From the 1970s until now, George Soros has built a multi-billion dollar empire. Therefore, many investors turn to him for investment advice. However, not all economists agree with his latest prediction.
Soros speaks of signs that another recession like the one that took place in 2008 might occur. For instance, Bloomberg reports trade halts and declining currency value in China. Furthermore, the Dow Jones Industrial average fluctuated drastically since October before reaching its -392.41 crash on January 7, 2016. According to The Daily Mail, plummeting stock values were the lowest they had been in about three months.
Asian stock market indexes also declined within the first week of January. Likewise, evidences of possible global economic fallout were also prevalent in NASDAQ and S&P 500 indexes during this same period. Economists are still investigating this matter, but currently the main cause seems to be the devaluation of the Chinese yuan. In fact, this country had stopped trade twice during the same week as the January 7 crash.
It’s times like these that often make investors nervous. As a result, George Soros started warning people that another 2008 market crash could be coming. However, is there really enough evidence to support another possible recession? Determining this usually requires looking at several factors that could trigger a sudden economic change.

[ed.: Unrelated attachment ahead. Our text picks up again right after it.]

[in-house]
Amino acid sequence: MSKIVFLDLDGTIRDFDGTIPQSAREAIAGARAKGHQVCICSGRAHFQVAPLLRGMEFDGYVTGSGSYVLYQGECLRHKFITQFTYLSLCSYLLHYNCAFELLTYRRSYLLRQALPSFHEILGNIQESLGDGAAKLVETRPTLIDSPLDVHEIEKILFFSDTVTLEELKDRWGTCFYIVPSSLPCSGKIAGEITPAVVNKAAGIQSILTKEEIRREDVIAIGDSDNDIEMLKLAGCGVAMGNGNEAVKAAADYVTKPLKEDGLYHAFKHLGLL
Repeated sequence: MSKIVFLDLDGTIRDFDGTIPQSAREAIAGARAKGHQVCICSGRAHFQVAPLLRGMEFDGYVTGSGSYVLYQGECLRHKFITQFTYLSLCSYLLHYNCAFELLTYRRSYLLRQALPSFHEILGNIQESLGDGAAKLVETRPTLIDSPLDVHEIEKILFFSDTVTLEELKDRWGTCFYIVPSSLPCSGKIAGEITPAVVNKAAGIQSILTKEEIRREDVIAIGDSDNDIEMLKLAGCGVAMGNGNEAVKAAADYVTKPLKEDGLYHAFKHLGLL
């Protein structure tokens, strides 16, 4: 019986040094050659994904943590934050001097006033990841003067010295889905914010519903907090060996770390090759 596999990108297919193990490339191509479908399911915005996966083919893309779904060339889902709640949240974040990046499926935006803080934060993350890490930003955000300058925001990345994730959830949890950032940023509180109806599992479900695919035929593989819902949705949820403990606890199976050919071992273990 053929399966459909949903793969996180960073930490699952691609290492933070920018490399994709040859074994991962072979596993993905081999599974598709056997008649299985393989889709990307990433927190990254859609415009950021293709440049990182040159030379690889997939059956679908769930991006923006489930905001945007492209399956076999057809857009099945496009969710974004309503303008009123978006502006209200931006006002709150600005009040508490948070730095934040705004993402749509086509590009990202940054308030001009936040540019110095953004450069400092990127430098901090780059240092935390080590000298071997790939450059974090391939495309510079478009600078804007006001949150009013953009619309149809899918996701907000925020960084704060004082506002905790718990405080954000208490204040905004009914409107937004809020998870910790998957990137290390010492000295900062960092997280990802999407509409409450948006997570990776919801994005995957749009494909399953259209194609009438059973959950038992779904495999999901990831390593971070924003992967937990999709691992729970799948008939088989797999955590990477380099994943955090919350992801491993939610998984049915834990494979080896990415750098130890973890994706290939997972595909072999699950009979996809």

For instance, The Economist reports that the United States manufacturing ISM index right now reads at about 48.2, which is not far from the standard 50-point level expected. However, it seems that economists would be more concerned if this number were to drop to 45 or less. Currently, a more important concern is the fact that China’s debt-to-GDP level has risen by 50 percent within the past four years. The fear that other Asian countries will also devalue their currencies also seems to be very real right now.
On the other hand, it seems that the services sectors in the United States are doing quite well. There is even signs of increased employment in these fields. Furthermore, Germany experienced a modest 1.5 percent increase in new orders in November. In addition, there is now an increased awareness of the reckless spending that took place in 2008 as related to obtaining loans for various reasons despite credit history.
George Soros might be onto something – that investors need to be cautious. His hugest concern is not necessarily what will happen, but rather he is keeping an eye out for what could happen. As a world-renowned hedge funds investor, his opinion on the economy seems to be well-respected.